“Our principles are not platitudes. Our mission statements are not simply plaques in the lobby,” the brief stated. “Statements of principle are our agenda for success: born of experience, tested in laboratory, factory, and office, attuned to competition. Our principles reflect, in the truest sense, our business judgment. By force of law, DOMA rescinds that judgment and directs that we renounce these principles or, worse yet, betray them.”

Fidas says that while many of these businesses have expressed a desire to be on the right side of history, their decision to take action on issues of equality is just as much pragmatic.

“As they’ve learned, there are a lot of very practical implications for businesses when we have uneven laws. There were very material challenges they were having to reconcile with differing state and federal tax systems,” Fidas says. “So while there’s certainly a more social justice and equality case to be made, there were also these very real administrative costs that were going toward renovating these uneven laws and how they impact the implementation of things like domestic partner benefits.” 

But perhaps the greatest example of how powerful an alliance the LGBT community has forged with corporate America came this past February when lawmakers in Arizona approved anti-LGBT legislation that would have effectively made it legal for businesses to turn away customers due to their religious beliefs. With the bill, known as the “Religious Freedom Restoration Act,” awaiting the signature of Republican Gov. Jan Brewer, businesses unleashed an unprecedented wave of opposition. American Airlines, AT&T, Apple, Delta Airlines, Intel, Marriott, PetSmart, Starwood Hotels and Resorts, Southwest Airlines, Verizon and Yelp were just a few who said the bill would be bad for business. CEOs of the Arizona Chamber of Commerce and Industry, the Greater Phoenix Chamber of Commerce, Greater Phoenix Leadership and the Southern Arizona Leadership Council also voiced their opposition, and the NFL indicated it could move the 2015 Super Bowl out of the state if the bill were signed. Brewer ultimately vetoed the legislation. 

Brewer isn’t the first member of a party with deep ties to the business community to find herself siding with equality following pressure from the nation’s most profitable companies. Hedge fund billionaire Paul Singer, whose son is gay, has invested millions of dollars into forging GOP support for issues such as LGBT workplace protections and marriage equality. More than 120 leading U.S. employers have joined HRC’s Business Coalition for Workplace Fairness supporting passage of the Employment Non-Discrimination Act (ENDA). With workplace discrimination on the basis of sexual orientation still legal in 29 states, and on the basis of gender identity legal in 33 states, ENDA would codify such protections into federal law.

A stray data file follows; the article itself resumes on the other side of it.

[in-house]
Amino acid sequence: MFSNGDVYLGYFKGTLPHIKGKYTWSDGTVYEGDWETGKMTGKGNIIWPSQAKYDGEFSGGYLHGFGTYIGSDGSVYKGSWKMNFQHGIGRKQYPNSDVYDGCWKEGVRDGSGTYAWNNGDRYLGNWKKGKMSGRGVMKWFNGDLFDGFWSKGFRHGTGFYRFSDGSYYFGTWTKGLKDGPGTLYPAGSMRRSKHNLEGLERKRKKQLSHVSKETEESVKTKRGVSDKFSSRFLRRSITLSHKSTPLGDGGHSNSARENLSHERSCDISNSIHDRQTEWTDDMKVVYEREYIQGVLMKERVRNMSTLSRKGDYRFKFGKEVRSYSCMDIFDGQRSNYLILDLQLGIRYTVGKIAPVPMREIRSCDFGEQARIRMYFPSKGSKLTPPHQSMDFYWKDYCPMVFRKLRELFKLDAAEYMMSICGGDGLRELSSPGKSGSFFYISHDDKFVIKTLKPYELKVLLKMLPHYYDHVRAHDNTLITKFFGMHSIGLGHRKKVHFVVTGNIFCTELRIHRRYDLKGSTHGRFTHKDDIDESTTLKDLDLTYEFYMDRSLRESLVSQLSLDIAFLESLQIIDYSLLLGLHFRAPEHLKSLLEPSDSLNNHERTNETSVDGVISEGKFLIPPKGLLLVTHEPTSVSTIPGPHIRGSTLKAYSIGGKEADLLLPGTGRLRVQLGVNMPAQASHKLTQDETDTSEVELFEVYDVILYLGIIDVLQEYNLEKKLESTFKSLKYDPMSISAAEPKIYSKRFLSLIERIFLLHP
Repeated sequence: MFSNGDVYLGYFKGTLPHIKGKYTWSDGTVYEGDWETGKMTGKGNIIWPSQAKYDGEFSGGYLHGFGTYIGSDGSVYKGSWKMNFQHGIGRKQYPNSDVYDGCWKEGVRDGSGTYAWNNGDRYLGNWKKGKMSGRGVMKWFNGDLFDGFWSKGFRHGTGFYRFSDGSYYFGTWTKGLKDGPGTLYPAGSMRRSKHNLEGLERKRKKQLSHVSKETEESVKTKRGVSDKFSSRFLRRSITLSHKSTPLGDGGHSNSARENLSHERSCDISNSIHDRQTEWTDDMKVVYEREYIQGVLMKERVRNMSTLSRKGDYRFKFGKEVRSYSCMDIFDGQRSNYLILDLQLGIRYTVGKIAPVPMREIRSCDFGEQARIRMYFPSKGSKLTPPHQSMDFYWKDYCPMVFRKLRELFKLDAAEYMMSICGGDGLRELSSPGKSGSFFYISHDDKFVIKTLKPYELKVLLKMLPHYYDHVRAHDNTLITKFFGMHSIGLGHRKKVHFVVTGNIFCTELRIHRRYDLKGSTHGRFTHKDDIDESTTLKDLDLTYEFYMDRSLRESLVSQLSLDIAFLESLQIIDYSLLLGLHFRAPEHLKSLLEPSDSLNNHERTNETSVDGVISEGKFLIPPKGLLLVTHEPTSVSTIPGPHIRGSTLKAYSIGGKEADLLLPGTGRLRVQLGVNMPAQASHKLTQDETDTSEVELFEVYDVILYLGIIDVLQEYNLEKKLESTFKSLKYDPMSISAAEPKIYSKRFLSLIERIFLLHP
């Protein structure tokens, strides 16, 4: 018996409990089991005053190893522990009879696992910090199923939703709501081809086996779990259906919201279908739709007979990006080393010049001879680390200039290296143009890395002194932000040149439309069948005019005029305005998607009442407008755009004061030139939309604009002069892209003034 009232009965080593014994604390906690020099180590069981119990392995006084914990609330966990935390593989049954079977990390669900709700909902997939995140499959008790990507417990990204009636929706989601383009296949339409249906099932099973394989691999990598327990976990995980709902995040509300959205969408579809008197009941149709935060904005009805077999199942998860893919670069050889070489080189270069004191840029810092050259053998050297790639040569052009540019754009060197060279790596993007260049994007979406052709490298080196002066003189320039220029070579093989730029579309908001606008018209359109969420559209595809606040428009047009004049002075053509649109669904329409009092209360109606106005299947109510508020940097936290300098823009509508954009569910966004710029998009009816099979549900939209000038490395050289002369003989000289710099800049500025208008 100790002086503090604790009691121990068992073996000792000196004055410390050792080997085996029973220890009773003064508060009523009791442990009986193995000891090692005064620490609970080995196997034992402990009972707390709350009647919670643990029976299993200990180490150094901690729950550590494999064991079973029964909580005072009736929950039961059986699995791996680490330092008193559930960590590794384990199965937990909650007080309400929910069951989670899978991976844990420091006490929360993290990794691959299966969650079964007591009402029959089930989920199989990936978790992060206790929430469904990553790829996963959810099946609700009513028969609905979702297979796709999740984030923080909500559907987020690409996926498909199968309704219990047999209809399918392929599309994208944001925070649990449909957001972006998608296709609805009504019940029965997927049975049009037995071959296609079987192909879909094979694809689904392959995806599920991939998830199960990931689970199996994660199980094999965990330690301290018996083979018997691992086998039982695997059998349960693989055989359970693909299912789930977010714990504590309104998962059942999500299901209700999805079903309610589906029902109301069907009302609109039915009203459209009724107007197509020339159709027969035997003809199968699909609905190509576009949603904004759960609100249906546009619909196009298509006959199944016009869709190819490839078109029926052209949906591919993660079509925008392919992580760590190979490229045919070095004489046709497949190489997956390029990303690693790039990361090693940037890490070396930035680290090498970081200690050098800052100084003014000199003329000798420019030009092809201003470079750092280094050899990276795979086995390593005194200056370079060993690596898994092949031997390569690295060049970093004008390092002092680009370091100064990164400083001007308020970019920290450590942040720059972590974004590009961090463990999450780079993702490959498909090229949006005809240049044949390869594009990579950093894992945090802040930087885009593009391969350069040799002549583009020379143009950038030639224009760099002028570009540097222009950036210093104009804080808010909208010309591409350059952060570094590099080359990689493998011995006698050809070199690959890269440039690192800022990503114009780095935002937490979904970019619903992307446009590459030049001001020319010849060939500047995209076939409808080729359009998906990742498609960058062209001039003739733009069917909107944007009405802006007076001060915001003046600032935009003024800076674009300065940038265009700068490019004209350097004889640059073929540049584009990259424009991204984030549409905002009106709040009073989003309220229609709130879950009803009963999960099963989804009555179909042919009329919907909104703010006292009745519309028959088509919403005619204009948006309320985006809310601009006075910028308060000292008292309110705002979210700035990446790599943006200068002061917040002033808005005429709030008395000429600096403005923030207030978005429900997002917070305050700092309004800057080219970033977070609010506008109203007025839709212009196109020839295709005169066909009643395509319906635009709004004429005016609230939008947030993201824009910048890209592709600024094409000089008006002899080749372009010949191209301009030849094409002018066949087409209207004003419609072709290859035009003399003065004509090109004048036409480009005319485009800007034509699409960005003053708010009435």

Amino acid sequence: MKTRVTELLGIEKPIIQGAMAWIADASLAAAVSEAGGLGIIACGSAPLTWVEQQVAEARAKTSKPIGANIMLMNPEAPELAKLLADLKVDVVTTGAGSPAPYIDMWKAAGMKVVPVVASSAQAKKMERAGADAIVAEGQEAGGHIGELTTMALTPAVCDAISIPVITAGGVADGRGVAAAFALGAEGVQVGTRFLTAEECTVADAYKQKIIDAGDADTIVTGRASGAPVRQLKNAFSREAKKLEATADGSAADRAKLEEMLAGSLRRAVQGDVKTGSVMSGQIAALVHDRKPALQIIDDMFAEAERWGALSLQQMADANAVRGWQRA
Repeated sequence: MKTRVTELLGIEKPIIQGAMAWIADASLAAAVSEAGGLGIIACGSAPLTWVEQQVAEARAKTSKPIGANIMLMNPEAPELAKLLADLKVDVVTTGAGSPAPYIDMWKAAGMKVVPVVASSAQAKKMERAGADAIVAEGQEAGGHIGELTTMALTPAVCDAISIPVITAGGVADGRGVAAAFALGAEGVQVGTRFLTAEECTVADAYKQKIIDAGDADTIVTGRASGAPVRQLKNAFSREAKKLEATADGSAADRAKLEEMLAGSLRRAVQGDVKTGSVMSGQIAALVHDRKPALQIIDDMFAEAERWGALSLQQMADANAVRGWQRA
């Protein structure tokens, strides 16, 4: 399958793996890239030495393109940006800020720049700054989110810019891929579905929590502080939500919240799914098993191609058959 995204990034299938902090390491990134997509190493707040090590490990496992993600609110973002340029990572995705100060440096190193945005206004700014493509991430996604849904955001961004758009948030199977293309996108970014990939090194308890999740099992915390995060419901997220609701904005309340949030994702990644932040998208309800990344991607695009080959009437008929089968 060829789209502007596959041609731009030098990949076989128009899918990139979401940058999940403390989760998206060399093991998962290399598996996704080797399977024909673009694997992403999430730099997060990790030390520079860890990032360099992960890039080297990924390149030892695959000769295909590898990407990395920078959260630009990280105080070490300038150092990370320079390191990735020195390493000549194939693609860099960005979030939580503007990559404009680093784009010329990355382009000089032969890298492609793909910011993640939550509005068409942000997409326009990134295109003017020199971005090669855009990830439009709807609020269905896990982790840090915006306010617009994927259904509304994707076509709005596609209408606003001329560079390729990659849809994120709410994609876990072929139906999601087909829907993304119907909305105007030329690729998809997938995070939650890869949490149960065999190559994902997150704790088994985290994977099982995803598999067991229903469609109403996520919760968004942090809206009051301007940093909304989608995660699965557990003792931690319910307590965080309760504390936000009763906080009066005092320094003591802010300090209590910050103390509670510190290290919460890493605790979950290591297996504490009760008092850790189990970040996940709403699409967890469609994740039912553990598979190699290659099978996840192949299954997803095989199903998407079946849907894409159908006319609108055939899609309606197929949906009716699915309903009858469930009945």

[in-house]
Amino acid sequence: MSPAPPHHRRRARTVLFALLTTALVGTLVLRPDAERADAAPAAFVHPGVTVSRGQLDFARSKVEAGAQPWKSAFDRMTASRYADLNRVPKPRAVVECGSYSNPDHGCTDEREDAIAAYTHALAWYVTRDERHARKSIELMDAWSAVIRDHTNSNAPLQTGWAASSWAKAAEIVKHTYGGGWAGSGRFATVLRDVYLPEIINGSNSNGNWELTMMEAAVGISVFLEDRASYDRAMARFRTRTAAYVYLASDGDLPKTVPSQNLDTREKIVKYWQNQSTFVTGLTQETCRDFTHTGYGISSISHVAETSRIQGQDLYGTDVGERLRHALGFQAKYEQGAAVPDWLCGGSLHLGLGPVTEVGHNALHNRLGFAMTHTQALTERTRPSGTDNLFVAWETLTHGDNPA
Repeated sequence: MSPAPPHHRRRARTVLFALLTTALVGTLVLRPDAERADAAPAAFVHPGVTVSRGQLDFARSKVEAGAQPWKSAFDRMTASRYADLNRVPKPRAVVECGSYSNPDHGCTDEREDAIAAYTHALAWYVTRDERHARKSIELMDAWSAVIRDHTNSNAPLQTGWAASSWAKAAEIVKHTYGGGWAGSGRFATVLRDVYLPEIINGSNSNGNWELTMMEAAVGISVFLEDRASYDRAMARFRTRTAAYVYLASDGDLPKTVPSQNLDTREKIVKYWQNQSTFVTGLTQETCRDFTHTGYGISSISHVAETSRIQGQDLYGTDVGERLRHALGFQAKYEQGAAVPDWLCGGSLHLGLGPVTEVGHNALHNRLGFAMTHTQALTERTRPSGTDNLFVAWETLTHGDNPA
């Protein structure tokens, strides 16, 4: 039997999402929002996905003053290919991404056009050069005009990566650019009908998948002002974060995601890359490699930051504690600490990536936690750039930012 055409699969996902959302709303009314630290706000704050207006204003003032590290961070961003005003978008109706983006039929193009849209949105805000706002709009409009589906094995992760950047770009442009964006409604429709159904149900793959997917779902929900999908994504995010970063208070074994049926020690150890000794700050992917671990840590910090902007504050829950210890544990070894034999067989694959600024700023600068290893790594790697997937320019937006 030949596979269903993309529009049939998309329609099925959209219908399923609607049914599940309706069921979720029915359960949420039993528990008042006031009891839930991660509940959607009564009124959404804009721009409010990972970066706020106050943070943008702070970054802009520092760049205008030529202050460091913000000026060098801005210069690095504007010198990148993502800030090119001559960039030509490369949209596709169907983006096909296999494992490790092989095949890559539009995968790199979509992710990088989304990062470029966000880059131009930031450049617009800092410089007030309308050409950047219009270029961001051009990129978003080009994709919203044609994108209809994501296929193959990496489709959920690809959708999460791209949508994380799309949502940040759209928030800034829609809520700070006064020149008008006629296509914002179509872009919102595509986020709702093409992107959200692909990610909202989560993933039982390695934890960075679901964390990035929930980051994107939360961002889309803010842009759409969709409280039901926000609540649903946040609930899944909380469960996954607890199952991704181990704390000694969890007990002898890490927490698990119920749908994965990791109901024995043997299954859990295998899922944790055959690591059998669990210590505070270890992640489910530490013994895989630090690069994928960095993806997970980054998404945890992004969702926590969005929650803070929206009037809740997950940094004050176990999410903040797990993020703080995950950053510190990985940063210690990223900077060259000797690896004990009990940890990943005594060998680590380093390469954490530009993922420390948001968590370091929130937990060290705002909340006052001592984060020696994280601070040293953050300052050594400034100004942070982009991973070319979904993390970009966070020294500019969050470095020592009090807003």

“By framing these issues in the language of business, I think you saw a wave of more vocal cross partisan support for ENDA and marriage equality because certainly no one is accusing the greater business community of having some sort of secret political liberal agenda. Often it’s the opposite,” says Fidas. “But the fact that seemingly conservative companies were rallying around the passage of greater equality for LGBT people under the law, I think that that definitely appeals to a variety of constituents.” 

Indeed, ENDA passed the Senate in November with the support of 10 Republicans – the most Senate Republican votes ever cast for a piece of gay-rights legislation, let alone one with protections for transgender Americans.

“The business case is certainly one of the prongs of our method of attack,” says Gregory T. Angelo, executive director of Log Cabin Republicans, in describing the lobbying of congressional Republicans on ENDA, which remains stalled in the House of Representatives. According to Angelo, knowledge of which corporations in certain districts have pro-LGBT policies has proven an effective talking point. “Not only are [these corporations] ahead on this issue, but the preponderance of these Republicans’ constituents have certainly felt no pushback because of the corporations that have these policies.”

Of course, there remain outliers. Last May, for the 14th consecutive year, ExxonMobil shareholders voted overwhelmingly to reject a resolution that would have protected LGBT people from workplace discrimination. And the extent to which the business community can influence policy is limited. Although corporations helped kill Arizona’s anti-LGBT bill, a similar bill became law in Mississippi where businesses were less inclined to weigh in due to their limited footprint in the state. But such anti-LGBT views find themselves increasingly marginalized in the business world, where employers have found such policies provide them with more of a competitive advantage than disadvantage when it comes to attracting talented workers.

“My interactions with business leaders have shown me that corporations want to attract the broadest pool of talent possible,” says Angelo. “When there are exclusionary policies explicitly stated in state laws or constitutions, or the absence of inclusionary policies as part of company policy, they find less of a chance to attract talented workers who also happen to be LGBT.”

[Photo: Brendan Eich. Credit: badubadu/flickr.]